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Tuesday, July 2, 2019 | Retrospective

BABA YAGA (1973)
Starring: Carroll Baker, Isabelle De Funès, George Eastman
Directed By: Corrado Farina
Written By: Corrado Farina
Cinematografica Productions

Finally made some time to catch up with this 70s Italian oddity, one of the many attempts at the time to adapt comic book/graphic novel source material into a live-action film. Was it a success? Well, it certainly was different!

Valentina Rosselli (Isabelle De Funès) is a free-spirited, liberated woman who works as a fashion photographer (and occasional photojournalist). On a late night walk through the city (“3 a.m., the foggiest time of night”) she runs into a wealthy older woman calling herself Baba Yaga (Carroll Baker) who seems to take a romantic interest in her (“our meeting was preordained”), borrows a garter clip from her, seems to cast a spell on Valentina’s camera (“the eye that freezes reality”) when she visits her studio, and eventually gifts her with a strange doll garbed in fetish gear and named “Annette”. As people she photographs begin to suffer accidents and deaths, Valentina and her current lover Arno (George Eastman) enter Baba Yaga’s strange mansion Villa Villini, in search of clues…

“like BARBARELLA but with Gothic imagery instead of SF”

Based on the erotic adventure comic series VALENTINA by Guido Crepax, the best way to understand this film is that it’s something like BARBARELLA (1968) but with Gothic imagery instead of Science Fiction (or 1968’s DANGER: DIABOLIK with sexploitation horror instead of anti-hero pulp) . The shots are frequently composed to mirror comic panels, and Valentina’s dream sequences and erotic fantasies are often inter-cut with Crepax’s own panels (“even funnies can be revolutionary” we’re told, “even Snoopy, in his way, is anti-establishment”) and there are other graphic art references (like an Expressionist Film Festival scene with clips from DER GOLEM from 1920). Those expecting a deep story (or even traditional storytelling), should be warned ahead of time that BABA YAGA is (like a lot of European cinema) more interested in artistic images, surfaces and dream-like psychology (there’s a very nice sequence of a discussion initially framed with shots of food and cigarettes) than the traditional set-’em up and knock ’em down plotting. Having said that, I found this quite enjoyable.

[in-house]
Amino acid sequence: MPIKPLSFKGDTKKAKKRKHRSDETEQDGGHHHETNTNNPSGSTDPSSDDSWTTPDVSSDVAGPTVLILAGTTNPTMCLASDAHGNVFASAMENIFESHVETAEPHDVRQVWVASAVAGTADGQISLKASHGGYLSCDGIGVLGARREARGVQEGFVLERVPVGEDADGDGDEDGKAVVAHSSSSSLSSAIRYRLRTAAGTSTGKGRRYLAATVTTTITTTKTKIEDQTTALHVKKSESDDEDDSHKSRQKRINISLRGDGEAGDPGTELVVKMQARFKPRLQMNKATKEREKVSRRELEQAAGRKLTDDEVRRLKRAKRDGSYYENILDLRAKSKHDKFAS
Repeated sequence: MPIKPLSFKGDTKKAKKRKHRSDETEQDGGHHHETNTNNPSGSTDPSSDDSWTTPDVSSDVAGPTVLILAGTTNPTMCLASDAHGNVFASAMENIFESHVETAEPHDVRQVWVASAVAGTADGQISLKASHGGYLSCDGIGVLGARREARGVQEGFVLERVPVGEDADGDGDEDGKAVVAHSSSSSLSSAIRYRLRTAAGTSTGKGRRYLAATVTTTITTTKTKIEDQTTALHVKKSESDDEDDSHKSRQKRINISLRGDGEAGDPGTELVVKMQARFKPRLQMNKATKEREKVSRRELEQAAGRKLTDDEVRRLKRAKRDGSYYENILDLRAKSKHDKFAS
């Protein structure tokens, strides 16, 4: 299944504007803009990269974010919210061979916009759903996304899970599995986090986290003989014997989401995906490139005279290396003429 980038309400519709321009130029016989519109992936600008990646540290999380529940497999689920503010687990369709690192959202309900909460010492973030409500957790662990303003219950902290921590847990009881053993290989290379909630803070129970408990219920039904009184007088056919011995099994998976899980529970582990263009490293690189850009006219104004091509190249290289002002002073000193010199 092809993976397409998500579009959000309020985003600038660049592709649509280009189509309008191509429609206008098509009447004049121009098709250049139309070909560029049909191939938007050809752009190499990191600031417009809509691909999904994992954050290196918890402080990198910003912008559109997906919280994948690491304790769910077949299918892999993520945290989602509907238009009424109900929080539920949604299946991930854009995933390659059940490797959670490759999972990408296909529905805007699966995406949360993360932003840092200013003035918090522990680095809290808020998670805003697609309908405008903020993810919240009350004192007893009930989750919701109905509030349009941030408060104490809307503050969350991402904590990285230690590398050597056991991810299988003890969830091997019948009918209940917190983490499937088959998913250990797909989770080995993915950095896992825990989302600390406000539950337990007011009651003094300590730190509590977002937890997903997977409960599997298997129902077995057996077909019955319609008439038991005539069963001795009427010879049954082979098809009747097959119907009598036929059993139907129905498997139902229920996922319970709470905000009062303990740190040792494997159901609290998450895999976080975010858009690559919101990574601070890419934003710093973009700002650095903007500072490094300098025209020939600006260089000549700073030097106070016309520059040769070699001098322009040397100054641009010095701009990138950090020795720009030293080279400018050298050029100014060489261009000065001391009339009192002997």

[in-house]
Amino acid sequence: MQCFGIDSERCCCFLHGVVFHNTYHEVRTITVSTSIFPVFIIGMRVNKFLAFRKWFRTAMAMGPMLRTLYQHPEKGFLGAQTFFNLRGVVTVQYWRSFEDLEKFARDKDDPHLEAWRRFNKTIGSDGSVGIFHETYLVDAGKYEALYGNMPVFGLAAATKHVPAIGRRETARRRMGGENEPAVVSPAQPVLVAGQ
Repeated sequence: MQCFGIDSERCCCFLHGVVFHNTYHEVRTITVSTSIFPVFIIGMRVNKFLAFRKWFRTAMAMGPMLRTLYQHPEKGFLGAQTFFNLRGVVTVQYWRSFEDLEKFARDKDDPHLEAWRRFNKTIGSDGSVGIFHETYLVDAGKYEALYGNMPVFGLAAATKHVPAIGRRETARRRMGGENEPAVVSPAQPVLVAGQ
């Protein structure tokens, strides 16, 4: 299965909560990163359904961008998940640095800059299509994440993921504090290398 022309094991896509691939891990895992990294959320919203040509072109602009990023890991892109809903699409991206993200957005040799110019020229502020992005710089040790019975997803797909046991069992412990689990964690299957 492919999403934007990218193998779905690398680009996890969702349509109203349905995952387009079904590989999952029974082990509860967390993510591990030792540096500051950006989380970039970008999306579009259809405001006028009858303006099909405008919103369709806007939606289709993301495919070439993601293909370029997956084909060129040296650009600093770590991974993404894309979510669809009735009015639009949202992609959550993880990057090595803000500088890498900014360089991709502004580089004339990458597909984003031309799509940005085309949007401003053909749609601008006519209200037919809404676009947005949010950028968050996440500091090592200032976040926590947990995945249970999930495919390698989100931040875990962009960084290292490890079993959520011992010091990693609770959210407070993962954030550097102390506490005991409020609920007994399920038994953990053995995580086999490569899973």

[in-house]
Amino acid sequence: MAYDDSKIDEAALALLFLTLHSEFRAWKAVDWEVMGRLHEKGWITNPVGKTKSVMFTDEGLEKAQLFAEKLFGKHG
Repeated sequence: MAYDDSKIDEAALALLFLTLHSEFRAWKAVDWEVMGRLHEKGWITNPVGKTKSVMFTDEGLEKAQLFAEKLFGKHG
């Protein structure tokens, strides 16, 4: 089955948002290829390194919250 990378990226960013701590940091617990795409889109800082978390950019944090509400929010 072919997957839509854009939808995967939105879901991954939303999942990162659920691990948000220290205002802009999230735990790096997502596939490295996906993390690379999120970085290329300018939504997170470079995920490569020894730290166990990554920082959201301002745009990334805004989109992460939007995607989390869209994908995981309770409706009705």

Baba Yaga obviously has bad intentions from the start, but the film has an almost fable-like quality (while still remaining grounded, at least in discussions and imagery, in the political reality and situations of the time – Valentina is pro-Revolution) that makes such assumptions on the audiences part feel like playing along with the game, just as we understand that creeping around an old mansion is supposed to be “scary”. Baker (whose voice often has a subtle, echoing audio treatment) is good as the witch woman, De Funès is a dead-ringer for the illustrated Valentina (whose look was modeled on silent film star Louise Brooks) and Eastman is stolid as the reliable Arno (in the comics, Valentina started out as the lover of superhero character Neutron!). The whole presentation is well-served by a wonderfully funky and percolating Piero Umiliani score. Is it “scary”? Not really, falling more on the fun and eerie Gothic end of things, but there are lots of great atmospheric details, like the creepy “Annette” (whose eventual dispatch is another great scene) and a bottomless hole in the floor of the mansion. Besides: “Witches don’t exist…if it’s anything, it’s the world we’re living in…”

Shawn Garrett
Shawn M. Garrett is the co-editor of PSEUDOPOD, the premiere horror fiction podcast, and is either the dumbest smart man or the smartest dumb man you ever met. Thanks to a youth spent in the company of Richard Matheson, Vincent Price, Carl Kolchak & Jupiter Jones, he has pursued a life-long interest in the thrilling, the horrific and the mysterious – be it in print, film, art or audio. He has worked as a sewerage groundskeeper, audio transcription editor, pornography enabler, insurance letter writer – he was once paid by Marvel Comics to pastiche the voice of Stan Lee in promotional materials and he spends his days converting old pulp fiction into digital form for minimal pay. He now lives near the ocean in a small metal box and he hopes that becoming a Yuggothian brain-in-a-jar is a viable future, as there is NO WAY he will ever read all the books he has on his lists, or listen to all the music he wants to hear. Everything that he is he owes to his late sister Susan, a shining star in the pre-internet world of fan-fiction, who left this world unexpectedly in 2010. He spends an inordinate amount of time reading, writing and watching movies.